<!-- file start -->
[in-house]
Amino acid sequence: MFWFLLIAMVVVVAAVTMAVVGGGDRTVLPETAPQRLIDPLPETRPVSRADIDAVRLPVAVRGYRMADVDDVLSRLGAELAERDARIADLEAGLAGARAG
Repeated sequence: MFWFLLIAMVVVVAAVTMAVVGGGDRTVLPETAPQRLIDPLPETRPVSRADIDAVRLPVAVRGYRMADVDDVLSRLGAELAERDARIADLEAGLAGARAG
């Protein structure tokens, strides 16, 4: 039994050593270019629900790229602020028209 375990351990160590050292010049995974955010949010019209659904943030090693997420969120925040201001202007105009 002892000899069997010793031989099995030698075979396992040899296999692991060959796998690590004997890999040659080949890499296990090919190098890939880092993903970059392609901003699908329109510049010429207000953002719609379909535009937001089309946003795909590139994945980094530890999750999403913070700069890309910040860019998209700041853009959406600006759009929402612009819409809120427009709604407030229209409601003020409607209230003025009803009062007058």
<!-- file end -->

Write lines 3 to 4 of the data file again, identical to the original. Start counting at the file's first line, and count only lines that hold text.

Repeated sequence: MFWFLLIAMVVVVAAVTMAVVGGGDRTVLPETAPQRLIDPLPETRPVSRADIDAVRLPVAVRGYRMADVDDVLSRLGAELAERDARIADLEAGLAGARAG
């Protein structure tokens, strides 16, 4: 039994050593270019629900790229602020028209 375990351990160590050292010049995974955010949010019209659904943030090693997420969120925040201001202007105009 002892000899069997010793031989099995030698075979396992040899296999692991060959796998690590004997890999040659080949890499296990090919190098890939880092993903970059392609901003699908329109510049010429207000953002719609379909535009937001089309946003795909590139994945980094530890999750999403913070700069890309910040860019998209700041853009959406600006759009929402612009819409809120427009709604407030229209409601003020409607209230003025009803009062007058």